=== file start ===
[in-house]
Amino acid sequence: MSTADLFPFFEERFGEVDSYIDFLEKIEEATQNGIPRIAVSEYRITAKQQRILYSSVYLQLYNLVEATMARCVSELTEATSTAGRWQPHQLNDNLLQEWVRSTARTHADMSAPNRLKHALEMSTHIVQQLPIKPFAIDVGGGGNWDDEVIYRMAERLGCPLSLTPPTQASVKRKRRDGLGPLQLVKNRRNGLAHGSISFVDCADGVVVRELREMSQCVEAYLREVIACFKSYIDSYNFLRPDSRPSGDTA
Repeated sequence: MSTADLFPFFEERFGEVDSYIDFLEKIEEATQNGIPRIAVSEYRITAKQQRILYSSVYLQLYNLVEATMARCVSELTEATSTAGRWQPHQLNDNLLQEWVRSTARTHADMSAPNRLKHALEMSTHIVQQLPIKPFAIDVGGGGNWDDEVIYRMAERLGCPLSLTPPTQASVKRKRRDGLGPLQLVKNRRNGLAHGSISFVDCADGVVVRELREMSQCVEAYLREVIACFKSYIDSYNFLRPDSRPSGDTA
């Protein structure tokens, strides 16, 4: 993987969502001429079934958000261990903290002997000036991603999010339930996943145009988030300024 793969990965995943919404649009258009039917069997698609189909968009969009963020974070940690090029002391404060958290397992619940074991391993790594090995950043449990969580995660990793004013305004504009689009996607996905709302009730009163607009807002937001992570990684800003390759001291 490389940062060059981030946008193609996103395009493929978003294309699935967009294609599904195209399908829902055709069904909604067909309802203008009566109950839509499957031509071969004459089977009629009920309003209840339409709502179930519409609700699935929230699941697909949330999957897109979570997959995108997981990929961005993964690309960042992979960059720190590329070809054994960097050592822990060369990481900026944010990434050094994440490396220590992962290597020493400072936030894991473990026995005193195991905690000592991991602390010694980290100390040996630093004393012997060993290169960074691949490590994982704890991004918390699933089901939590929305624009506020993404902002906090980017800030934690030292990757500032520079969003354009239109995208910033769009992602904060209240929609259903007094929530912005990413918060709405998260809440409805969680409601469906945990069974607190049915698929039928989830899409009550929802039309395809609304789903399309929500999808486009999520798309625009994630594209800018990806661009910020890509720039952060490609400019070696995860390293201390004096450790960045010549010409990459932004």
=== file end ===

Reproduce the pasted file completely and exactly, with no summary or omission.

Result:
[in-house]
Amino acid sequence: MSTADLFPFFEERFGEVDSYIDFLEKIEEATQNGIPRIAVSEYRITAKQQRILYSSVYLQLYNLVEATMARCVSELTEATSTAGRWQPHQLNDNLLQEWVRSTARTHADMSAPNRLKHALEMSTHIVQQLPIKPFAIDVGGGGNWDDEVIYRMAERLGCPLSLTPPTQASVKRKRRDGLGPLQLVKNRRNGLAHGSISFVDCADGVVVRELREMSQCVEAYLREVIACFKSYIDSYNFLRPDSRPSGDTA
Repeated sequence: MSTADLFPFFEERFGEVDSYIDFLEKIEEATQNGIPRIAVSEYRITAKQQRILYSSVYLQLYNLVEATMARCVSELTEATSTAGRWQPHQLNDNLLQEWVRSTARTHADMSAPNRLKHALEMSTHIVQQLPIKPFAIDVGGGGNWDDEVIYRMAERLGCPLSLTPPTQASVKRKRRDGLGPLQLVKNRRNGLAHGSISFVDCADGVVVRELREMSQCVEAYLREVIACFKSYIDSYNFLRPDSRPSGDTA
């Protein structure tokens, strides 16, 4: 993987969502001429079934958000261990903290002997000036991603999010339930996943145009988030300024 793969990965995943919404649009258009039917069997698609189909968009969009963020974070940690090029002391404060958290397992619940074991391993790594090995950043449990969580995660990793004013305004504009689009996607996905709302009730009163607009807002937001992570990684800003390759001291 490389940062060059981030946008193609996103395009493929978003294309699935967009294609599904195209399908829902055709069904909604067909309802203008009566109950839509499957031509071969004459089977009629009920309003209840339409709502179930519409609700699935929230699941697909949330999957897109979570997959995108997981990929961005993964690309960042992979960059720190590329070809054994960097050592822990060369990481900026944010990434050094994440490396220590992962290597020493400072936030894991473990026995005193195991905690000592991991602390010694980290100390040996630093004393012997060993290169960074691949490590994982704890991004918390699933089901939590929305624009506020993404902002906090980017800030934690030292990757500032520079969003354009239109995208910033769009992602904060209240929609259903007094929530912005990413918060709405998260809440409805969680409601469906945990069974607190049915698929039928989830899409009550929802039309395809609304789903399309929500999808486009999520798309625009994630594209800018990806661009910020890509720039952060490609400019070696995860390293201390004096450790960045010549010409990459932004």